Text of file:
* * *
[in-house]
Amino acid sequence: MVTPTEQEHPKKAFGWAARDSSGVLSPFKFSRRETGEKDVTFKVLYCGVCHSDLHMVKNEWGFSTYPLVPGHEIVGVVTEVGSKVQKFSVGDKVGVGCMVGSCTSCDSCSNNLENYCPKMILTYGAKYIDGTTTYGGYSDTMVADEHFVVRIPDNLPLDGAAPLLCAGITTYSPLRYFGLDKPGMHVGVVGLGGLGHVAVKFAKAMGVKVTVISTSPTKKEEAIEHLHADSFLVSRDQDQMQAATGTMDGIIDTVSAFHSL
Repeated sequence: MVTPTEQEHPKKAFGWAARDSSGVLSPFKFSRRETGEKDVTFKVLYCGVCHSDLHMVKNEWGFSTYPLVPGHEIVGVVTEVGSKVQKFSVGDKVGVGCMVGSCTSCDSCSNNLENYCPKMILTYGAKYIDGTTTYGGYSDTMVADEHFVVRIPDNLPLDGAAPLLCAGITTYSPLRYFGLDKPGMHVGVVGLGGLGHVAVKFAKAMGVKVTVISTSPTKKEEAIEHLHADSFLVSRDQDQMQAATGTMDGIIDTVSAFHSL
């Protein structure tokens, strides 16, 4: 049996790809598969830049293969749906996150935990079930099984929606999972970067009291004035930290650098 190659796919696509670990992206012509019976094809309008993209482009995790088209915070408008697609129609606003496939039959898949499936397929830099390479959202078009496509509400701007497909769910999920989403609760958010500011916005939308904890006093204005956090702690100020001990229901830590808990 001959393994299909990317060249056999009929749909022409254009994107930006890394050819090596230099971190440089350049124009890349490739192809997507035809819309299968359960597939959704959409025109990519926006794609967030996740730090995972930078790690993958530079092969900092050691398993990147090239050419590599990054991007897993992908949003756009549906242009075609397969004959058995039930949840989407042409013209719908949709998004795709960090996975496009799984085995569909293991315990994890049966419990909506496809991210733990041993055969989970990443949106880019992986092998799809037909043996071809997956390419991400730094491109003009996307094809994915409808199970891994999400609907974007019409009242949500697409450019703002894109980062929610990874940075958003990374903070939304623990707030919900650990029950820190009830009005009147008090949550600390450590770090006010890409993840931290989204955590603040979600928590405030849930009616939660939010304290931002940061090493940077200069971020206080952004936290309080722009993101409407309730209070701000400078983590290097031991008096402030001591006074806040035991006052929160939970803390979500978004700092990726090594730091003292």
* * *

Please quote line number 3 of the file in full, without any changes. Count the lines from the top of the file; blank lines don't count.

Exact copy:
Repeated sequence: MVTPTEQEHPKKAFGWAARDSSGVLSPFKFSRRETGEKDVTFKVLYCGVCHSDLHMVKNEWGFSTYPLVPGHEIVGVVTEVGSKVQKFSVGDKVGVGCMVGSCTSCDSCSNNLENYCPKMILTYGAKYIDGTTTYGGYSDTMVADEHFVVRIPDNLPLDGAAPLLCAGITTYSPLRYFGLDKPGMHVGVVGLGGLGHVAVKFAKAMGVKVTVISTSPTKKEEAIEHLHADSFLVSRDQDQMQAATGTMDGIIDTVSAFHSL